Even as veterans, descendants, politicians and other celebrants gathered to participate in the opening of the World War II Memorial this weekend, debate about its merits continued, though you could hear a note of caution in the tone. It is taken for granted that the veterans of World War II deserve a memorial of some sort. And though that war has sparked controversy over Japanese American internment camps, the use of the atomic bomb, the firebombing of Dresden, none of this is on the table right now. The memorial simply assumes, and embodies, the language (and often the clichés) that have grown up around "the greatest generation," heroes all, who fought the "last great war."
Or is it possible that by skirting these "big" issues, critics have gotten at a deeper one? By nibbling around the edges of the memorial's message, by examining its aesthetics, the critics have raised basic questions about whether memorials, especially war memorials, can ever be entirely successful in a democracy.
Did it need to be on the National Mall, so centrally placed? Did it need to be so big? Did it have to look like a water park? Did it reach back to the right architectural traditions? Some found the memorial so vague as to be meaningless; others resented the specificity of its language. For the vast majority of Americans, these arguments are confined to the all but invisible circle of people who write critically about art, architecture and public space. "It almost certainly will be judged a huge success, especially with war-era veterans," began a USA Today article about the ongoing controversy over its design.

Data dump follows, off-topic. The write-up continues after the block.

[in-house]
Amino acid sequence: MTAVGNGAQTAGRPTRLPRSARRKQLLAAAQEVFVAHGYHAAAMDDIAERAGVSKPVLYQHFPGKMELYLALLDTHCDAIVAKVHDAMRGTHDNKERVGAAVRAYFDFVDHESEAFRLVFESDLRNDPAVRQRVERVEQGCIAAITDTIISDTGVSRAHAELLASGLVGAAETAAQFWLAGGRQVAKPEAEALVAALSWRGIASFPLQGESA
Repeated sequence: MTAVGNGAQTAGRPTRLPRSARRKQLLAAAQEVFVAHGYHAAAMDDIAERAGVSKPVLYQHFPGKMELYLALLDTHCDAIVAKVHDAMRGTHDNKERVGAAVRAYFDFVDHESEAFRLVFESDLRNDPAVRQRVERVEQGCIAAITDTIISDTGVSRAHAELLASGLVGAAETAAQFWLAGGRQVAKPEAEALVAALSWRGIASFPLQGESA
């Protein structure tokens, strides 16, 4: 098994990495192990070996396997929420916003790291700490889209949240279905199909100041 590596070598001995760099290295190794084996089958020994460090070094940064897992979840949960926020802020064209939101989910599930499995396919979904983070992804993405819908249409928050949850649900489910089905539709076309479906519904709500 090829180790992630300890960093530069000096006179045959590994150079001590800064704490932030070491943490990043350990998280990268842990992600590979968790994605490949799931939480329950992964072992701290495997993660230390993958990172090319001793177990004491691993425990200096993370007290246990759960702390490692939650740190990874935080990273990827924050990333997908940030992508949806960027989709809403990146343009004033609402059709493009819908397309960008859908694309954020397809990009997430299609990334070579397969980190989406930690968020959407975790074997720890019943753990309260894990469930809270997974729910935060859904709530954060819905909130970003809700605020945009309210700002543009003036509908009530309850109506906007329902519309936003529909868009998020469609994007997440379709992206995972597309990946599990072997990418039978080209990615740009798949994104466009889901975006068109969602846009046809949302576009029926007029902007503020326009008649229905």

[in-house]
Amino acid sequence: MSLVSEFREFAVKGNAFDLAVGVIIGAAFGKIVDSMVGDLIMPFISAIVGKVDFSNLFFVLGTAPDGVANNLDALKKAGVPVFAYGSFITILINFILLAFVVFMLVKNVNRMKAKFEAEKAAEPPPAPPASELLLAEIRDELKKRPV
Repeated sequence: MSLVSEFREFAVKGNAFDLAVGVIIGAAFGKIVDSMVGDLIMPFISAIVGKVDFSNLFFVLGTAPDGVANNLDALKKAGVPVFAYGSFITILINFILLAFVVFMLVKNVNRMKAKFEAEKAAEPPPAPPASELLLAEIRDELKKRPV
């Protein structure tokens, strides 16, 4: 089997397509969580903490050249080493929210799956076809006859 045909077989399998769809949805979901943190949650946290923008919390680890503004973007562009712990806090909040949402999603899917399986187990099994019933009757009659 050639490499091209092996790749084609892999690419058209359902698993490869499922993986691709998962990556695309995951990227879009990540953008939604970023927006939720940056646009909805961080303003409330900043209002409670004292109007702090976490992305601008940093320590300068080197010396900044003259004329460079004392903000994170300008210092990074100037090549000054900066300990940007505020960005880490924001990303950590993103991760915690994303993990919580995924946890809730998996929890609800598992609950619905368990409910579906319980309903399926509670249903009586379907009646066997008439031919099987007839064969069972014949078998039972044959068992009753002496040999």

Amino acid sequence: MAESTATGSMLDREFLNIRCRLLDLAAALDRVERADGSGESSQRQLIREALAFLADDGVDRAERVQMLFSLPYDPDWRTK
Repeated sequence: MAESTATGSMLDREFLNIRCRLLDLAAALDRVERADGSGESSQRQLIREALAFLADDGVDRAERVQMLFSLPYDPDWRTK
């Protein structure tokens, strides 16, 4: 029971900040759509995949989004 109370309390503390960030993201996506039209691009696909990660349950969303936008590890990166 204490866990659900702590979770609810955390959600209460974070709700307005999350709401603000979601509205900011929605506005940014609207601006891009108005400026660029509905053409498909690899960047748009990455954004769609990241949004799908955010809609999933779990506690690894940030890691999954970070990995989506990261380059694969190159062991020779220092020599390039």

No aesthetic argument, however, is without political meanings, and when the public space in question is the National Mall, the political meanings are amplified. In many cases, these aesthetic arguments echo, and are perhaps proxies for, political arguments. The belief, expressed by many critics, that the memorial should not be where it is, that it destroys the integrity of the open mall, impedes vistas and disrupts the flow of space, can be read as basic resistance to filling open space with meaning. A nation of great partisan division and racial and religious heterogeneity functions best when it demands universal assent only to the most basic principles. The less one chisels on the public tablet -- the less often one starts a proposition with the collective "we" -- the better.
Critics who argue that the memorial's neoclassic design and central open plaza are fundamentally bland are expressing concern about the dangers of vague language in the hands of anyone who presumes to speak for us: the government, or an artist chosen by the government. Say something specific, something we can vote up or down, something tangible. Ambiguity plus power equals dangerous opportunism in the hands of the unscrupulous.